6 Wildflowers that Aren’t Weeds at All

“As much as we love annuals for color impact, wildflowers can give you color in an easy casual way that is very relaxing.  It’s a different look and feel altogether.  Here are some suggestions that you might want to try.”
Ed Johnson & Denise Buck – DC Metro Realty Team
I don’t have many weeds in my garden anymore — there’s too much competition from mature and dense perennials. When I do see something out of place, its fate depends on my mood. Sometimes I yank it out immediately; sometimes I let it go to see what will happen. But “out of place” is a funny term, since many thriving plants are growing right where they want to be. Too often we walk by weeds in the wild with a bit of disdain, just like we maybe drive by wildflowers on the side of the road and assume they’re weeds — if they weren’t, they wouldn’t be growing in such an inhospitable, nonmanicured place, right?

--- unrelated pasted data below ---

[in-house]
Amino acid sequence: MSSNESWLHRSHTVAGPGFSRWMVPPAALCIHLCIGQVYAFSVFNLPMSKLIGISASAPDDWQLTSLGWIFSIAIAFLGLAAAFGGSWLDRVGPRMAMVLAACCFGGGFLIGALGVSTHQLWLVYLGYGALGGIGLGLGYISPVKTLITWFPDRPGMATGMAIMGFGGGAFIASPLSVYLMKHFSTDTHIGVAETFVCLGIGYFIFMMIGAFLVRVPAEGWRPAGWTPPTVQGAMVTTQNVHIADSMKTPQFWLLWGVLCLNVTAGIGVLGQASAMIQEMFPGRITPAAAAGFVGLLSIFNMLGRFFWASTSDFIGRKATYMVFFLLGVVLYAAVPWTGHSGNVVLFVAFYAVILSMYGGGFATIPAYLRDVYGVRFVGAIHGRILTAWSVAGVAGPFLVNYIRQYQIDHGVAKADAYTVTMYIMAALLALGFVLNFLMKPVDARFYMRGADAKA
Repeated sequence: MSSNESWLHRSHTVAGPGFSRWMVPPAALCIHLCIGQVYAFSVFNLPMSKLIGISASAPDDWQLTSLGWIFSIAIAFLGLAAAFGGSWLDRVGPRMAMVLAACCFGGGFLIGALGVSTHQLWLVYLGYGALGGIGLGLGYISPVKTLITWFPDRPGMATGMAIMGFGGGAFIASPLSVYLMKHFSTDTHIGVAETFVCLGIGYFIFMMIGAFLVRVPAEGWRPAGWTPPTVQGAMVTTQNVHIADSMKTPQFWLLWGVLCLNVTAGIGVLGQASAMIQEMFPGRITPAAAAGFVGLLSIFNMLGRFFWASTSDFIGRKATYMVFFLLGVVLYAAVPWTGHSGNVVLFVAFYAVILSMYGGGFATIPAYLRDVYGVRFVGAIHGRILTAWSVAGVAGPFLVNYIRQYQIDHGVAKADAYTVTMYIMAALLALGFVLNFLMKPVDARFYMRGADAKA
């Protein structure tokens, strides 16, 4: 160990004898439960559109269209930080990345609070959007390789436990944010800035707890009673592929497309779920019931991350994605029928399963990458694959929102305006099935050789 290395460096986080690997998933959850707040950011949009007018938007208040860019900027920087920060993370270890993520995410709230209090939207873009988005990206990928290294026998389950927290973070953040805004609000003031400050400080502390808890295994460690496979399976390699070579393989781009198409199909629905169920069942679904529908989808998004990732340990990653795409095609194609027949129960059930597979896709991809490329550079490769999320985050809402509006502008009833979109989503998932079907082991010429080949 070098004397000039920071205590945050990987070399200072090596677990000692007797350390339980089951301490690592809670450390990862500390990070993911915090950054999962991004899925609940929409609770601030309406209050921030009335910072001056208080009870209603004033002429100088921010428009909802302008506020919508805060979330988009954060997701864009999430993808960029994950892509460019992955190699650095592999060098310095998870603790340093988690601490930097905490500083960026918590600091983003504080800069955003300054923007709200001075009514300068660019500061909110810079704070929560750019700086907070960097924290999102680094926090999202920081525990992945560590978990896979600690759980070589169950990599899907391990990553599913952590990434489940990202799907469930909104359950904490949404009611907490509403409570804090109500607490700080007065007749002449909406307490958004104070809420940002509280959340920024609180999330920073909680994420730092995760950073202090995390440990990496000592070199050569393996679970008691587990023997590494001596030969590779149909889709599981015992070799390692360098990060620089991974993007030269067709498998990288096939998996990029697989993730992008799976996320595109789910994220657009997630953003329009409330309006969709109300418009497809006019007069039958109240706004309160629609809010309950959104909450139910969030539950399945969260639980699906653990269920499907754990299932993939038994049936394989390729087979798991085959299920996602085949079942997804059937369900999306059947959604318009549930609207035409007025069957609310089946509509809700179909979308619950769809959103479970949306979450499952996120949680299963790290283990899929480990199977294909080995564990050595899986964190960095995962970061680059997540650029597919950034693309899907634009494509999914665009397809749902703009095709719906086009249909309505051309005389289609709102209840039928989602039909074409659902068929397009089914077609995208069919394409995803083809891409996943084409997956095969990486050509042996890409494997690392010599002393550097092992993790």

What really is a weed, anyway? In our home gardens, weeds are plants we didn’t put there, things blown in on the wind or carried by wildlife. But sometimes a weed is a doorway into knowing what plants are local, what will thrive and what the insects seem to prefer. It’s unfortunate that many beneficial native plants have “weed” in their common name. Can we reprogram ourselves to see that moniker as an attribute and not a liability? As the winter garden catalogs start arriving and you make plans for next year, don’t let a weedy common name scare you off; here are six plants you can consider adding to your landscape.

By Benjamin Vogt, originally published on HOUZZ